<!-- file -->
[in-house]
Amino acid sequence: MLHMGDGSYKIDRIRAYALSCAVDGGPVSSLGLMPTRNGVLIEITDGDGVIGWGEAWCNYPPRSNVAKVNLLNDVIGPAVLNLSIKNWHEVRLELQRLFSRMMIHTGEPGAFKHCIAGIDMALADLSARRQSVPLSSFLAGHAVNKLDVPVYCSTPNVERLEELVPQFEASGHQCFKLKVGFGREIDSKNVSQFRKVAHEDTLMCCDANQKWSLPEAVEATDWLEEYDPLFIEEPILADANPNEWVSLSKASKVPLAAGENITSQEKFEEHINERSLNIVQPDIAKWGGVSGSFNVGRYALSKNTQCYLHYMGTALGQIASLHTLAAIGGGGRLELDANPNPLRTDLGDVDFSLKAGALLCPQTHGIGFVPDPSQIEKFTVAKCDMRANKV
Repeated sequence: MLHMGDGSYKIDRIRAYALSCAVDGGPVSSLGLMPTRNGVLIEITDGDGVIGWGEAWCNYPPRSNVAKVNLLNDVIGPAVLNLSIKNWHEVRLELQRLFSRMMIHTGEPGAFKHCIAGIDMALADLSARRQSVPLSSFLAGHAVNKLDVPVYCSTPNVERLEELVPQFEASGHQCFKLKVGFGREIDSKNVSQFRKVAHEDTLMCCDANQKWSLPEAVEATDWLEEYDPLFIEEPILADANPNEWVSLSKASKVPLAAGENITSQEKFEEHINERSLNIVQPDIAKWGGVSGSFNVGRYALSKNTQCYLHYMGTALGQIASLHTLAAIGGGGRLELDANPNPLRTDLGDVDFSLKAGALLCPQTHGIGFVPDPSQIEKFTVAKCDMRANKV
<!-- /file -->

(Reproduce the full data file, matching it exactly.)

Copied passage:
[in-house]
Amino acid sequence: MLHMGDGSYKIDRIRAYALSCAVDGGPVSSLGLMPTRNGVLIEITDGDGVIGWGEAWCNYPPRSNVAKVNLLNDVIGPAVLNLSIKNWHEVRLELQRLFSRMMIHTGEPGAFKHCIAGIDMALADLSARRQSVPLSSFLAGHAVNKLDVPVYCSTPNVERLEELVPQFEASGHQCFKLKVGFGREIDSKNVSQFRKVAHEDTLMCCDANQKWSLPEAVEATDWLEEYDPLFIEEPILADANPNEWVSLSKASKVPLAAGENITSQEKFEEHINERSLNIVQPDIAKWGGVSGSFNVGRYALSKNTQCYLHYMGTALGQIASLHTLAAIGGGGRLELDANPNPLRTDLGDVDFSLKAGALLCPQTHGIGFVPDPSQIEKFTVAKCDMRANKV
Repeated sequence: MLHMGDGSYKIDRIRAYALSCAVDGGPVSSLGLMPTRNGVLIEITDGDGVIGWGEAWCNYPPRSNVAKVNLLNDVIGPAVLNLSIKNWHEVRLELQRLFSRMMIHTGEPGAFKHCIAGIDMALADLSARRQSVPLSSFLAGHAVNKLDVPVYCSTPNVERLEELVPQFEASGHQCFKLKVGFGREIDSKNVSQFRKVAHEDTLMCCDANQKWSLPEAVEATDWLEEYDPLFIEEPILADANPNEWVSLSKASKVPLAAGENITSQEKFEEHINERSLNIVQPDIAKWGGVSGSFNVGRYALSKNTQCYLHYMGTALGQIASLHTLAAIGGGGRLELDANPNPLRTDLGDVDFSLKAGALLCPQTHGIGFVPDPSQIEKFTVAKCDMRANKV